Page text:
This book is written by Gretta Parker and illustrated by Maya Tolliver. The book which I received is a very nice paperback edition, which has an adorable cover picture of Flopsy Parker, the bunny adopted by the book's author. The story is not written with simple words such as a first grader might read by one's self. The story and words read from the rabbit's point of view, which can be very insightful to the child reading it,having it read to them or to anyone actually reading it. One thing I like about this is that I believe a child (or anyone for that matter) can read or be read to from this book and relate to the rabbit's experience. A child can relate to the world of the rabbit from wanting to be loved and viewing their own world and coming to conclusions based on the limited experiences they have lived through. The approach this book takes though also has a very reassuring tone in the upheaval Flopsy Parker, the bunny, experiences in his former life when he was known as Marshmallow and the transitions he experiences as he moves past that to become Flopsy.
Flopsy starts out as Marshmallow when bought as a baby bunny at a pet store as an Easter gift. He is cute and affectionate so the family are at first loving and affectionate with him. As time goes on, as with many holiday gifts, the novelty of the gift wore off. Being able to see from Marshmallow's point of view, he is not a toy that may be set aside and perhaps luckily picked up later, the bunny is a warm, living and loving social creature that has feelings! The story goes on as he goes on a car trip with his family to a place that he thinks might be the vet, but instead turns out to be an animal shelter. The story goes on to discuss the rest of his time at the animal shelter and after what seemed to be much time passing slowly and sadly to a lady walking into the shelter and bringing him home and the rest of his great history! I will not give it away.
The illustrations basically represent the parts of Flopsy Parker's life that weren't spent with Gretta, his human mommy. Gretta took high quality photos of him practically everyday, so those are what's used in his life with her. Maya Tolliver's illustrations go perfectly with the tone of the book and the situations. They have a simplicity and mood that demonstrate some of the confusion and bewilderment the poor bunny must have felt at on the occasions portrayed. "Life is changing, is surreal and I don't know why. My whole world as I know it has changed and made me confused and insecure". The pictures not really being colored in fully or "solid" give the feeling of the transition and of watching from afar or as in the end, as watching over things. They seem very fitting and have a great quality of not being overwhelming, but getting the point across in a clear comfortable manner easily digestible by a young reader.
This book is not your typical sugar-coated everyone-lives-happily-everafter story. It does have some heartache and difficulty, but also shows much joy that is true and real. It goes beyond fairy tale type stories and demonstrates the beauty of magic of love when one takes the time to look at and find the beauty in something or in someone! It is a story of how the light from within can spark the flames of inspiration in many others exponentially for the good of others in this world. There is no fairy-tale magic. It is the true magic of the spirit of love but in our world of reality.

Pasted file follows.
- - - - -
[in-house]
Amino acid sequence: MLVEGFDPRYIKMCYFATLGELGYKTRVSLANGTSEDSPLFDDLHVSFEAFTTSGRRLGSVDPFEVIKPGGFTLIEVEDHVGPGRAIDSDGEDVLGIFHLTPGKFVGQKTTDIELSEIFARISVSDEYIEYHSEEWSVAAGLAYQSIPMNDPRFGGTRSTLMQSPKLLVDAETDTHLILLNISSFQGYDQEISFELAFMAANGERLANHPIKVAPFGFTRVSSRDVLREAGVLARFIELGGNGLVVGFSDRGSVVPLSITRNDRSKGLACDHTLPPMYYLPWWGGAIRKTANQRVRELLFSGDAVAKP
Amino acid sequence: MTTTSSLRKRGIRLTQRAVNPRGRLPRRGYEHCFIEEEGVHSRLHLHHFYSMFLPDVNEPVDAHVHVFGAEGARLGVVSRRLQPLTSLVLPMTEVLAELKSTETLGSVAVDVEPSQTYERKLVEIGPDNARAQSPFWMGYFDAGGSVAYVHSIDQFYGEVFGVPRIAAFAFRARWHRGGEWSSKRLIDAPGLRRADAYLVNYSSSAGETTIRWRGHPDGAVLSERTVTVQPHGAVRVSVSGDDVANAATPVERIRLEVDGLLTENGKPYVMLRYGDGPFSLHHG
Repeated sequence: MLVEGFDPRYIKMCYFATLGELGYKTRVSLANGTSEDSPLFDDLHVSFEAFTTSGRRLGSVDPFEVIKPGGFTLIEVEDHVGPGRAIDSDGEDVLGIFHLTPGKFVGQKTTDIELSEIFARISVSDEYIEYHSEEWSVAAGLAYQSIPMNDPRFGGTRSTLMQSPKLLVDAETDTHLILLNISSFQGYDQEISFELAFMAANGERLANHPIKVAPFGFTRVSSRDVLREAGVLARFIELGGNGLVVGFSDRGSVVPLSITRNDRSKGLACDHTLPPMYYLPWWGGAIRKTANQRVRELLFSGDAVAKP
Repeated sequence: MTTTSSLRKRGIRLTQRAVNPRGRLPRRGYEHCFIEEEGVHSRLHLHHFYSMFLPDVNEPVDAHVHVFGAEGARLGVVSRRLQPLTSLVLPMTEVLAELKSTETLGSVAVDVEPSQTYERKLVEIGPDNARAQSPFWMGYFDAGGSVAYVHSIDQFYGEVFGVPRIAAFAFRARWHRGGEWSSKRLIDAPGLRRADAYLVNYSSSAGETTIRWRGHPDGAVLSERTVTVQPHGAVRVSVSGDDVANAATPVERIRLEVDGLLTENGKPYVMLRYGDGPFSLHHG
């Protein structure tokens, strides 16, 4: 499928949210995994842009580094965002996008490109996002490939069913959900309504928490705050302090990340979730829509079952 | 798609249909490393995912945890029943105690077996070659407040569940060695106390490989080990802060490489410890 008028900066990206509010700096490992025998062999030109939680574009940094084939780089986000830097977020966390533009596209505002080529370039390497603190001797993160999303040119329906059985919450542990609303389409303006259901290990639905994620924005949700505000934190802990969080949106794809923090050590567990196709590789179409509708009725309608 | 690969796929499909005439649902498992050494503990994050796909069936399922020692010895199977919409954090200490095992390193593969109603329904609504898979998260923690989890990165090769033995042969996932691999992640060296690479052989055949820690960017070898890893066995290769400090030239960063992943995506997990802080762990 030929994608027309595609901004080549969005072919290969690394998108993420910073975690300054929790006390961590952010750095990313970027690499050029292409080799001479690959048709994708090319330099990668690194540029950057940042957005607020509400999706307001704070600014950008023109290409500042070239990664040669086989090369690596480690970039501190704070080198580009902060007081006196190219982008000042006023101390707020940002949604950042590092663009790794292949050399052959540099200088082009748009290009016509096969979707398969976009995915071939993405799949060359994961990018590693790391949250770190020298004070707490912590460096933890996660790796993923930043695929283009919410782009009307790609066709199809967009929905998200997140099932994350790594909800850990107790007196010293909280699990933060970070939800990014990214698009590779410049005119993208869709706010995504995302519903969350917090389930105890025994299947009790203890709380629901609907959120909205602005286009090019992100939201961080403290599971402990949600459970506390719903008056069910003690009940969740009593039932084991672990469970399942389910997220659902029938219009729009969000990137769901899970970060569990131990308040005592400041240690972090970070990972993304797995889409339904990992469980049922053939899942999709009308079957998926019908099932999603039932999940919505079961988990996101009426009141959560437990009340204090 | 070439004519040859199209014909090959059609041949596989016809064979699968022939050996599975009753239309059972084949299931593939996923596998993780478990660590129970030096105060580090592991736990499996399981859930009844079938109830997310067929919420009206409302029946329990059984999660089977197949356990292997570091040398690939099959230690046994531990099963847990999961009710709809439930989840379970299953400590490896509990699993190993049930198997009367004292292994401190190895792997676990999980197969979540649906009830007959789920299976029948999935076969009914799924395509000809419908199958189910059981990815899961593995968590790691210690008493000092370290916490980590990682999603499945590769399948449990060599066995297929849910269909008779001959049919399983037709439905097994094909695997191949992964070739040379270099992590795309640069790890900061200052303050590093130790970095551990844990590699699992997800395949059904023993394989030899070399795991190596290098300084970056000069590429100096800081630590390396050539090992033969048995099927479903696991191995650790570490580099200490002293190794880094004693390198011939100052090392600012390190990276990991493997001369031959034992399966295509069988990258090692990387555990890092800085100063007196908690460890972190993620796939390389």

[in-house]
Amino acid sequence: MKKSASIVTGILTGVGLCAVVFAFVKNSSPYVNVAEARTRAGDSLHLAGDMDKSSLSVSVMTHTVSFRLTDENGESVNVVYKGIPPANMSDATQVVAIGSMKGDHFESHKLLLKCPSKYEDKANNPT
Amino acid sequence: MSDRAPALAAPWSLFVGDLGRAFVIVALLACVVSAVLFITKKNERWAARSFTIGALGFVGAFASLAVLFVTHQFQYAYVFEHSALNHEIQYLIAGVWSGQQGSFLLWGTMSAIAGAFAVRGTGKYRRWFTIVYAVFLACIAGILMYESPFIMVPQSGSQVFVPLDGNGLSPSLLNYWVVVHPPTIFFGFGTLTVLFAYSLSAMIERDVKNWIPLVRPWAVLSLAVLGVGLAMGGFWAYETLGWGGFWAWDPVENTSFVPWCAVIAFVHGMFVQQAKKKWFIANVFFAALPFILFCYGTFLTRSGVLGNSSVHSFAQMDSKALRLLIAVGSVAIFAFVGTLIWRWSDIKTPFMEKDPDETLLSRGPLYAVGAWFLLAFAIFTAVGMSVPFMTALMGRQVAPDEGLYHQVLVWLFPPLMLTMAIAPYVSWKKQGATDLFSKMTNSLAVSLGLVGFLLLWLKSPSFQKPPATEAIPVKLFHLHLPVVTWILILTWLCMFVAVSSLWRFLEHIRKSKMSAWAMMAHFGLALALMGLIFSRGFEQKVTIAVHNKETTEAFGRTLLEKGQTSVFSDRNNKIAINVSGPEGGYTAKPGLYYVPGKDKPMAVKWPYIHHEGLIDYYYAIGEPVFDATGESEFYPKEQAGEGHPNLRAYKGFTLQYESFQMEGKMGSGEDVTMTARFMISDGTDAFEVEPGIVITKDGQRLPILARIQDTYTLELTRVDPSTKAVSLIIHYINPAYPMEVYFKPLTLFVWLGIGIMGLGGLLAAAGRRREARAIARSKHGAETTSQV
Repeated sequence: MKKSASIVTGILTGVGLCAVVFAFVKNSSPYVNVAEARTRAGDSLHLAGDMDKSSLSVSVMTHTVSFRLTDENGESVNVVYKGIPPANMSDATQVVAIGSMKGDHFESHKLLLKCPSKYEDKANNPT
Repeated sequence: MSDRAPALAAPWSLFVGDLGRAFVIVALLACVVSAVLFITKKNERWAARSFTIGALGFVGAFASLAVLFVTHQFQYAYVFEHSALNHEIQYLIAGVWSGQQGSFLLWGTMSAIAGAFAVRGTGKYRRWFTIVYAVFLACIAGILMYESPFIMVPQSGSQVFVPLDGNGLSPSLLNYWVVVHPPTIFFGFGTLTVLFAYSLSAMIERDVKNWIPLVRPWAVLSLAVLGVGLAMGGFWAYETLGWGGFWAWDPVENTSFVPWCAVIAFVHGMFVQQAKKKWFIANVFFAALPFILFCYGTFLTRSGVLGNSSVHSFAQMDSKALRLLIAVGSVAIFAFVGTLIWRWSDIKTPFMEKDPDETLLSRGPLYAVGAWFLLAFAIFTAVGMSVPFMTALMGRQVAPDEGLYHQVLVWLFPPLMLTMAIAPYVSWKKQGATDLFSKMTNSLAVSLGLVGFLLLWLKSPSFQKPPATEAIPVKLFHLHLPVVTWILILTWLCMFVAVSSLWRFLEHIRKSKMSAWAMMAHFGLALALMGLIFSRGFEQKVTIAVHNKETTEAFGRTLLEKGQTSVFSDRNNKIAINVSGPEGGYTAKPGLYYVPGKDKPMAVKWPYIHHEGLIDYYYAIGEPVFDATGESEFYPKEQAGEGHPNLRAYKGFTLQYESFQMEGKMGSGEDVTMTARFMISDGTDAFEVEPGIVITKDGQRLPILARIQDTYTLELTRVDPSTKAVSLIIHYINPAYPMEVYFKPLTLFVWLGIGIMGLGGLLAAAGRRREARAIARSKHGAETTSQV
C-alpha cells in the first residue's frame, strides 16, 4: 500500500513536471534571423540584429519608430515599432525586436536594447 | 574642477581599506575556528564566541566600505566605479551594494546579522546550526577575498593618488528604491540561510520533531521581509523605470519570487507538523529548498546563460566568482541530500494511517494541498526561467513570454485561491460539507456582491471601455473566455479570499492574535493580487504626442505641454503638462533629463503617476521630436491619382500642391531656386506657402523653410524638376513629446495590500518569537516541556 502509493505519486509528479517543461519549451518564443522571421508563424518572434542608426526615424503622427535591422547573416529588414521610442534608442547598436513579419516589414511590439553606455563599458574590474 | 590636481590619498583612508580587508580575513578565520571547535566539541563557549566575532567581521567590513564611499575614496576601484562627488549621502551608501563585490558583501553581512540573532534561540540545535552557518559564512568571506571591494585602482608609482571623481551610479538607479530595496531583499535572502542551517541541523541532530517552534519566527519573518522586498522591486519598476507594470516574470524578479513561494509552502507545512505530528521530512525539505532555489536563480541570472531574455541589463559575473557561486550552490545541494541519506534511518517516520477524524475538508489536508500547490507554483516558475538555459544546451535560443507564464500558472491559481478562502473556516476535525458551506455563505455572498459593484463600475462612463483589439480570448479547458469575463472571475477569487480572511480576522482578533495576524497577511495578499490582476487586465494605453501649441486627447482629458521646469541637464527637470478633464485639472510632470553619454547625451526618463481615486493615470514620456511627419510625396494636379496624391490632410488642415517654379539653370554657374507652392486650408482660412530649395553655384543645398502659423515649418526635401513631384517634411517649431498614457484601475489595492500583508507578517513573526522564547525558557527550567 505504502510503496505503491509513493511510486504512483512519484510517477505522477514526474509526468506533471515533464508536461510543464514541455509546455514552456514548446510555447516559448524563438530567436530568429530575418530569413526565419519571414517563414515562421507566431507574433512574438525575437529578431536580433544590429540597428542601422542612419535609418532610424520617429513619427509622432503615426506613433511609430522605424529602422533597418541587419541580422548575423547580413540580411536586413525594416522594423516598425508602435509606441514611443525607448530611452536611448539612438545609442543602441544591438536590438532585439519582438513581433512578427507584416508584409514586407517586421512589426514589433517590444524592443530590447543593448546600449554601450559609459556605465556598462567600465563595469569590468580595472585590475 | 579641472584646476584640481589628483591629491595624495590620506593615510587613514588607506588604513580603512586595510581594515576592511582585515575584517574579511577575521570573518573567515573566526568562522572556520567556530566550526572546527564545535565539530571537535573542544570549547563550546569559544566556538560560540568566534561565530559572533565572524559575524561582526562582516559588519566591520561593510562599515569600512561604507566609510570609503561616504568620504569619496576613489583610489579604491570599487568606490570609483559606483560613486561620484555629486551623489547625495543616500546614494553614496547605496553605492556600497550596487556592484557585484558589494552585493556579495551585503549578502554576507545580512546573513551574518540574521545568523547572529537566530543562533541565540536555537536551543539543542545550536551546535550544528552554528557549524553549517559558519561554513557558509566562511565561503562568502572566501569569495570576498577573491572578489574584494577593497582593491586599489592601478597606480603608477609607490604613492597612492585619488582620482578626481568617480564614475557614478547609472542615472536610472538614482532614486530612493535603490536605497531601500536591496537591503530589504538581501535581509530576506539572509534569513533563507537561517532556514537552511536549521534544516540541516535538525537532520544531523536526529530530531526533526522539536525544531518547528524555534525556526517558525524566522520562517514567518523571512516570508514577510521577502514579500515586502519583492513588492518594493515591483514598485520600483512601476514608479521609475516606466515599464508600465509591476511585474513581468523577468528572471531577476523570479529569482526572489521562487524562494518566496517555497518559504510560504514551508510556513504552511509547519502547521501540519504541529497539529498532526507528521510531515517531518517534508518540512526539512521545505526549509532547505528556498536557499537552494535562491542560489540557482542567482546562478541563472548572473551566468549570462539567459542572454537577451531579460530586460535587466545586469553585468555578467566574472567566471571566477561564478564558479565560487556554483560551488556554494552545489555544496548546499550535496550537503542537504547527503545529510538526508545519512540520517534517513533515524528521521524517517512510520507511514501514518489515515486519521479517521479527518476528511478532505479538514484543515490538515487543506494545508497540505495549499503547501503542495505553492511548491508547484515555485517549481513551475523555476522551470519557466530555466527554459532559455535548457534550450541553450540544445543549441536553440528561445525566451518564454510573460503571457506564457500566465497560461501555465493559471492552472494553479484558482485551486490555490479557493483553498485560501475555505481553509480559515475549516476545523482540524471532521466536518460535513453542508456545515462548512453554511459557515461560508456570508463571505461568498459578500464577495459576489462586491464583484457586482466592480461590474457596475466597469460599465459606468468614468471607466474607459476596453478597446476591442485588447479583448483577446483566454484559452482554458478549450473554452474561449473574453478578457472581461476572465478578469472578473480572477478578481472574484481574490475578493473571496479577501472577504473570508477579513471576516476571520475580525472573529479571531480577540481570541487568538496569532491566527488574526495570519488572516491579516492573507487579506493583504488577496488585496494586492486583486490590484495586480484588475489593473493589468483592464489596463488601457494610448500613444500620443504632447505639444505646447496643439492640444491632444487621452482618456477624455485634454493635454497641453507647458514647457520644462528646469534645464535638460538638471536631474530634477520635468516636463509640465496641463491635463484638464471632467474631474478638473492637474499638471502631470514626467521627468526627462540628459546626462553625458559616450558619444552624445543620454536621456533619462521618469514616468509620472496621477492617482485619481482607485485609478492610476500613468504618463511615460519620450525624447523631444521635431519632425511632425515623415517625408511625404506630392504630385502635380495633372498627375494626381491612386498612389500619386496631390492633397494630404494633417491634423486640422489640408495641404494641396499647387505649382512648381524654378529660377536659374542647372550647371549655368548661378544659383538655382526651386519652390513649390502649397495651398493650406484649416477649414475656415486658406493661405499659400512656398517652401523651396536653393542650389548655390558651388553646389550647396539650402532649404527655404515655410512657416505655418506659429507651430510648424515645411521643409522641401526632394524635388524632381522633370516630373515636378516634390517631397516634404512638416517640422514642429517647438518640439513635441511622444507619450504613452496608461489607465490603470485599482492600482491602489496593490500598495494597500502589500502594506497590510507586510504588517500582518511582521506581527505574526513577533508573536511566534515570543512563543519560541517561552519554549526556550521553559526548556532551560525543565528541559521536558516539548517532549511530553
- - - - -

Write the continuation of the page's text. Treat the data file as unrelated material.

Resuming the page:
The image I get in my head of this book with a child is that the child is being read to! The book can foster discussion between adult and child about animals, pets, life, what it's like to be an animal, are you ready for a pet, etc. It can help anyone empathize with the point of view of the animal. It is simple enough for a child to grasp, but sophisticated enough for anyone to appreciate also. This book can change the way one sees and understands things from our own narrow human points of view. As a secondary benefit, this book also has a spiritual but non-denominational point of view expressed in it at one point which can be very comforting in discussing things such as the Rainbow Bridge.
I also like the fact that this book doesn't villianize Flopsy's former family, but rather show that they made some poor decisions. This book strongly encourages educating one's self about the needs of the animal before bringing a pet into one's home and to point out that it is a living creature that requires a commitment. This book teaches lessons on how many things can become affected if one acts impulsively without thinking and becoming informed on the commitment you are making. I also do like the fact that at least they also didn't drop the rabbit into the woods, a park or the grounds of a farm like often happens. Rabbits are prey animals and domestic ones are not native in the USA, nor do they have proper instincts to protect themselves.
If you would like to learn more about this book or to purchase it you can click here . The proceeds from this book go to support Baskets for Bunnies and the Flopsy Parker Memorial Rabbit Sanctuary. You can read more by clicking here also.
The book also lists many rabbit rescues and other related organizations in the back as a great resource as well for those who have adopted, want to adopt or are thinking about it!
I would recommend this book for children who might be at the age of thinking about wanting a pet. This is a good way to open any discussion for anyone of any age actually about taking responsibility before acting impulsively when it comes to impulsively obtaining a pet/companion animal. Rabbits are great companion animals but have needs and aren't for everyone. Any animal one brings in shouldn't just be thought of as, "I can just get rid of it if or when I don't like it." The compassion and outpouring that is described in regards to Flopsy really did happen and continues to inspire and grow!
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